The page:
If you're unsure whether to vaccinate your children against the flu this year, look to the American Academy of Pediatrics' 2017 flu vaccine recommendations, released today in the journal Pediatrics. The AAP says that the vaccine should be given to everyone 6 months and older, and the best time to get vaccinated is by the end of October, if possible.
The flu can be deadly
Although persistent controversy exists around the efficacy of the flu vaccine, those fears are unfounded. Instead, what's truly worrisome are the devastating effects of influenza. According to the AAP, more than 100 children in the US died from the flu last year, with thousands more hospitalized. Historically, more than 80 percent of children who die from the flu are not vaccinated, and vaccination rates have been suboptimal in the past seven seasons.
"Because the flu virus is common and unpredictable, it can cause serious complications even in healthy children," says AAP spokesperson Wendy Sue Swanson, MD, MBE, FAAP. "We know the best way to protect against complications from influenza is to have families immunized."
And although the flu vaccine doesn't protect against every strand of the virus, it still provides the best chance of keeping your family safe. "The flu vaccine is an every year, essential vaccine as the strains included in the vaccine shift each year based on the types of flu predicted," Dr. Swanson says.
This year's vaccine comes in either a formulation that protects against three or four strains of the virus, some that are the same as last year with others that are different. The AAP advises the vaccine to be given by injection. "This year, like last year, the nasal flu spray is not recommended," Dr. Swanson says, as it hasn't perform well in recent seasons.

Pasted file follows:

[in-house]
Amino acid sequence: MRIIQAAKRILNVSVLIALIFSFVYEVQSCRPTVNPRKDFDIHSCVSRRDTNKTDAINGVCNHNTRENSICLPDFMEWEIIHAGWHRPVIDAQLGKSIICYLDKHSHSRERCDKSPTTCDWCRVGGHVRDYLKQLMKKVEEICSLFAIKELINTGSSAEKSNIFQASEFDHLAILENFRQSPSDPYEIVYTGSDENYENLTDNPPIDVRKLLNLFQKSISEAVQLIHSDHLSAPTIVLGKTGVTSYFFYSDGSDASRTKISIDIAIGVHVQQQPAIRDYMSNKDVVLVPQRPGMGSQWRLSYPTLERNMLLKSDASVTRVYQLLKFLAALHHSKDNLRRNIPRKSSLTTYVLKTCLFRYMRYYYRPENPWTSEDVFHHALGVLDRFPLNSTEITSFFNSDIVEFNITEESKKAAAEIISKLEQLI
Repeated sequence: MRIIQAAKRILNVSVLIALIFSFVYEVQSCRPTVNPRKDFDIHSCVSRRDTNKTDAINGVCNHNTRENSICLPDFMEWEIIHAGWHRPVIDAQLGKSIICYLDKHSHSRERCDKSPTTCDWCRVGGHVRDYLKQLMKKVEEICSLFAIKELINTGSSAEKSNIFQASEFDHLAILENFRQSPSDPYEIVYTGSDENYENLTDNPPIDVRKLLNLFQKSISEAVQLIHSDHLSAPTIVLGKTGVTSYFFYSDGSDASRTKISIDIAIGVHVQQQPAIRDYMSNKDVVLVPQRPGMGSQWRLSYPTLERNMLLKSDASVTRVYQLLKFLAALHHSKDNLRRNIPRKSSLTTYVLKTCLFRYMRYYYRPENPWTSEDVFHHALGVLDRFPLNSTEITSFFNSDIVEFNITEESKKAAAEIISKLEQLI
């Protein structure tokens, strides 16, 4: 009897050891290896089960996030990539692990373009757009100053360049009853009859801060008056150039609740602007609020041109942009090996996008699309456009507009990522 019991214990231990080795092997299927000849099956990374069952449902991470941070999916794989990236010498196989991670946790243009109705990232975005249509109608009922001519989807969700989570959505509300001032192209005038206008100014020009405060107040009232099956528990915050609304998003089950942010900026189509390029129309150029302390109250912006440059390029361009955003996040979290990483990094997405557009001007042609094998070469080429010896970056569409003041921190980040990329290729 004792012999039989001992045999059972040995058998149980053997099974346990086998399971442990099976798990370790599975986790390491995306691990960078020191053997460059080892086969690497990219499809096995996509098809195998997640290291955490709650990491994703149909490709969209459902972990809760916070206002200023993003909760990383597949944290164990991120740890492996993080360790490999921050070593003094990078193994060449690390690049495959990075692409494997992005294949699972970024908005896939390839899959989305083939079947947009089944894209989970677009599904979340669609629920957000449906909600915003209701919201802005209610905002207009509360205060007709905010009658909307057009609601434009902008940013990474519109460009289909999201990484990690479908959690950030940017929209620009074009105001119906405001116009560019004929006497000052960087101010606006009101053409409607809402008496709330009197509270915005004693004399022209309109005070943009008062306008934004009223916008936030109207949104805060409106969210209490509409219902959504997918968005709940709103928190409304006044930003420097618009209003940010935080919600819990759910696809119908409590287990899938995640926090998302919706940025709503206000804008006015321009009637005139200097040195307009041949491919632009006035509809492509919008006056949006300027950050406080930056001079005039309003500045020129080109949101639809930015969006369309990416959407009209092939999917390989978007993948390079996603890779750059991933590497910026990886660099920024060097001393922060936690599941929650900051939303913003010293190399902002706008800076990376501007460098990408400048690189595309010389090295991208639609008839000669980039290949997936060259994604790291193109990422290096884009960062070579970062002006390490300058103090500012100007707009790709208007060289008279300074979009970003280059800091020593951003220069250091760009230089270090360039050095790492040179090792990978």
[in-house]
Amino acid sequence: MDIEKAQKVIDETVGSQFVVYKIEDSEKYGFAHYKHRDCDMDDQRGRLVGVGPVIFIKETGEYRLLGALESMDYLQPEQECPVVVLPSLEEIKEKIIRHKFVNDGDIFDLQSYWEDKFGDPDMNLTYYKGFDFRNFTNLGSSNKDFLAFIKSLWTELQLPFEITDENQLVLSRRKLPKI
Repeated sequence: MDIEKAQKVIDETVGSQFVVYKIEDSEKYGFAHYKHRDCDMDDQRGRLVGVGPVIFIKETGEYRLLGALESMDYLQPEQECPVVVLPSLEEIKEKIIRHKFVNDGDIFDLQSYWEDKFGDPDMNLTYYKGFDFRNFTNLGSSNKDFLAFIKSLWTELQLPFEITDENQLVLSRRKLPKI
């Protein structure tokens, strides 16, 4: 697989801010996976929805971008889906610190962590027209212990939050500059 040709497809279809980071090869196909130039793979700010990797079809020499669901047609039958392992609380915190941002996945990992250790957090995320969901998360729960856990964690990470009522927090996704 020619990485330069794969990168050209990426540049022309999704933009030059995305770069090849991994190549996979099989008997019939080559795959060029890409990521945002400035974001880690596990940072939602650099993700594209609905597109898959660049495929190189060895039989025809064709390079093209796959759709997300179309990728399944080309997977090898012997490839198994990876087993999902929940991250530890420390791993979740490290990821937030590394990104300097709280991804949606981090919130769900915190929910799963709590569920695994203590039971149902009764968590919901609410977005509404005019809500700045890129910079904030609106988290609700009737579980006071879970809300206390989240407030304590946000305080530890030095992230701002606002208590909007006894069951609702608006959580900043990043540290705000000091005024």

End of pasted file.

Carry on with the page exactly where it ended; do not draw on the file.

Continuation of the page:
Pregnant and breastfeeding mothers of young infants should also be vaccinated, in order that their babies receive some protection, as well. "Pregnant women can help protect themselves and their unborn children by getting the vaccine," Dr. Swanson says. "Flu shots are safe anytime during pregnancy. When mom gets a flu vaccine, she protects herself and creates antibodies that she passes to her baby."
Vaccination is the best protection
You might think young children who have medical conditions should avoid the vaccine, but the exact opposite is true. The AAP says that it's even more important for babies (over 6 months) who were born preterm or children who have asthma, lung diseases, heart disease, diabetes or weakened immune systems to get the vaccine, because they are more likely to have life-threatening complications from the flu.
There are antiviral drugs that can weaken the flu's effects should your child get sick, although they have to be given within 48 hours of the start of symptoms to be most effective. But these meds shouldn't be a substitute for vaccination, as they don't prevent the spread of the virus as well. It's better for your child not to get sick in the first place.
Despite what you may have heard, the flu vaccine cannot cause the flu. It's inactivated, meaning it does not contain a live virus and so can't lead to actually getting sick. "The flu shot is your best shot at keeping your family healthy from the flu," Dr. Swanson says. "I get my own children immunized each and every year."